Additionally, the eventual coordinated union of a sufficient number of gravitons to form material particles may justify the enigmatic presence of gas and dust in the spiral galaxies. Considering the rate that stars are created in these galaxies, the proportion of gas in them must have reduced to zero millions of years ago.

3.4. Gravitational Constant

The constant G was discovered by Newton. It is an empirical constant that does not focus on the nature of the gravitational phenomenon. The expression

$\frac{GMm}{{r}^{2}}$ is an empirical formula deduced from experience, and not from the

knowledge of the nature of the gravitational phenomenon. However, a correct formulation of the gravitational phenomenon derived from the knowledge of its nature can add a practical structure to G as opposed to a constant proportionality that is adjusted according to experience. The expression (18) allows us to ob-

tain a response to this problem. If we substitute ${\rho }_{0}$ for $\frac{3{M}_{h}}{4\text{π}{R}_{h}^{3}}$ , where ${M}_{h}$ is

the total energy of the universe and ${R}_{h}$ is the radius of the particle horizon, and then compare the results with a system with spherical symmetry, we obtain the following value for G:

$G=\frac{{c}^{2}{R}_{h}}{2{M}_{h}}.$ (19)

G gives information about the relationship between the radii of particles in the universe and the total energy of the universe.

3.5. Average Density of the Universe

Heretofore, we have been postulating that ${\rho }_{0}$ is equal to the critical density. However, the gravitational term of the expression (18) implies that the average density of the universe is intrinsically equal to the critical density. Let us imagine that the average density of the universe is not ${\rho }_{0}$ but ${{\rho }^{\prime }}_{0}$ . In that case, Newton would have measured another gravitational constant ${G}^{\prime }$ . Considering a system with spherical symmetry, we have:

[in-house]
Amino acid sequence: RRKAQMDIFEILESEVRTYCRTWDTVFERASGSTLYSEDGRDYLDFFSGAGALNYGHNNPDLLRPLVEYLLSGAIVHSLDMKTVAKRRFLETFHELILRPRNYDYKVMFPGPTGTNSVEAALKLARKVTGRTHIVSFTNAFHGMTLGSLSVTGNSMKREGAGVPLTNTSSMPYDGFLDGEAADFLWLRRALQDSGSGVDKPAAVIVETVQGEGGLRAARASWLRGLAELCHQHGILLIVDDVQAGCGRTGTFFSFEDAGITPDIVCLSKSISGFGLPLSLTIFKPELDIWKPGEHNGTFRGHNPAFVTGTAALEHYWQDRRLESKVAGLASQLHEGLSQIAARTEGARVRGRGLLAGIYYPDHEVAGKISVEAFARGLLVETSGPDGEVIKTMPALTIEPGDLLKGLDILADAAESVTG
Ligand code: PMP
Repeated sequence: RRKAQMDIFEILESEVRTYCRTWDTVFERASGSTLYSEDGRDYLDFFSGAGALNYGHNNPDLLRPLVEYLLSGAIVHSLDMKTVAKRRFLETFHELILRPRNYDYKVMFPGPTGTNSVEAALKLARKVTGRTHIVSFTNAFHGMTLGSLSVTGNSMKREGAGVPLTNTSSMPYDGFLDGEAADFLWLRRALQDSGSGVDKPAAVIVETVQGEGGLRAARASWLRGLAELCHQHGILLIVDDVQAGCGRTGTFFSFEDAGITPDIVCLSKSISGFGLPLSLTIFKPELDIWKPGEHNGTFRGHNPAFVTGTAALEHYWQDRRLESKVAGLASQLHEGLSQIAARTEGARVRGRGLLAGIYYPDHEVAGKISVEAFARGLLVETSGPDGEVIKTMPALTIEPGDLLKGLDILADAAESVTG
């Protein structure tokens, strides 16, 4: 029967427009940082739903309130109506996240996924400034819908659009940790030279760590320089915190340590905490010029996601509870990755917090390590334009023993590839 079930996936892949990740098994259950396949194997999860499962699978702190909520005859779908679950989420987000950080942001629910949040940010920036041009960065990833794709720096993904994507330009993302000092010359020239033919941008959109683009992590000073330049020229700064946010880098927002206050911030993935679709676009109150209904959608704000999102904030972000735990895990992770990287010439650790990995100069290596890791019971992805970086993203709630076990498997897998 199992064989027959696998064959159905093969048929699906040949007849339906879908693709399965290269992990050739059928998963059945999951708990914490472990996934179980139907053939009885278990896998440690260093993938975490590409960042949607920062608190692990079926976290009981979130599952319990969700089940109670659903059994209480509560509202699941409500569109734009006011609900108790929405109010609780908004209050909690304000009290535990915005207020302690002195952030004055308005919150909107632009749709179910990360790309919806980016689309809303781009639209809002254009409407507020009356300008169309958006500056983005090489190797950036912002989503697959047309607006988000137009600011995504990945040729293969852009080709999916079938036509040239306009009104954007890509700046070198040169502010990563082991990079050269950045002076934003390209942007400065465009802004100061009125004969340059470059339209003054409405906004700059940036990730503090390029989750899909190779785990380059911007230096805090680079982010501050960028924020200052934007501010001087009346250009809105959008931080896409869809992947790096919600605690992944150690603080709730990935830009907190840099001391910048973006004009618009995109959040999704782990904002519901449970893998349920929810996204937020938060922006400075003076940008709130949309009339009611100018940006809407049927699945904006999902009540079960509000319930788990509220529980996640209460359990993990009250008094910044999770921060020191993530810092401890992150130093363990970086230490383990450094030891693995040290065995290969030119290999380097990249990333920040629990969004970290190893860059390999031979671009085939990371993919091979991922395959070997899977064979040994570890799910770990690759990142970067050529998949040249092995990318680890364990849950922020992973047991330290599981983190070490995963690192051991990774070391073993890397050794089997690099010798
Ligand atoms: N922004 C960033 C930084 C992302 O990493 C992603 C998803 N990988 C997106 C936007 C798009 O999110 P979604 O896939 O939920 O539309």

$\frac{1}{2}m{c}^{2}\frac{{r}^{2}}{{R}_{h}^{2}}\left(\frac{\rho }{{{\rho }^{\prime }}_{0}}-1\right)=\frac{{G}^{\prime }Mm}{r}.$ (20)

By substituting $\rho$ for $\frac{3M}{4\text{π}{r}^{3}}$ , we obtain

${\rho }^{\prime }\left({R}_{h}\right)=\frac{3{c}^{2}}{8\text{π}{G}^{\prime }{R}_{h}^{2}}.$ (21)

The same expression of critical density again. The universe would be inherently flat, and its average density would always coincide with the critical density. It is not necessary to postulate the existence of an inflationary period to justify the flatness of the universe.

3.6. Cosmological Implications

The expression (18) involves changing the hitherto accepted conception of the origin of the universe. Measurements of the brightness of distant stars indicate that Newton’s constant G has been the same for all such observations. However, expression (18), which is equivalent to Newton’s law of gravity for denser systems such as stars, implies that the relationship between the mass of the universe

and the radius of the universe, $\frac{{R}_{h}}{M}$ , has been constant throughout the life of the

universe, as is apparent from the result 3.4. There are two options that fulfill this relationship, a stationary universe or the black hole proposed by Schwarzschild.

In a black hole, it is true that ${c}^{2}=\frac{2GM}{r}$ , where M is the mass of the black hole

and r is its radius. If we discard the stationary universe option, then the universe would be a black hole contained in another outer universe   . Therefore, our universe cannot be considered an isolated system. The expansion of the universe is comparable to the expansion of the 3-sphere that would form the event horizon of a black hole as it grows.

4. Conclusion

Although the results of this work allow a macroscopic view of the gravitational phenomenon in the field of quantum mechanics, it is necessary to achieve a complete formulation of gravity that includes elementary particles at small distances or with great energies. I believe that a complete gravitational theory of the quantum field that includes the range of elementary particles is possible if we consider that the graviton is not directly affected by the gravitational interaction, but that the real interaction between them is long range and directly proportional to distance. The gravitational theory of the quantum field could explain the true nature, birth, and evolution of our universe.

Acknowledgements

To my wife for her patience and sincere collaboration in the correction of the English language used in this paper. In addition, my thanks to Google whose translation service has been vital in the correct presentation of this study. My thanks also to Editage Author Services for their invaluable help in the correct presentation of this work.

Conflicts of Interest

The authors declare no conflicts of interest.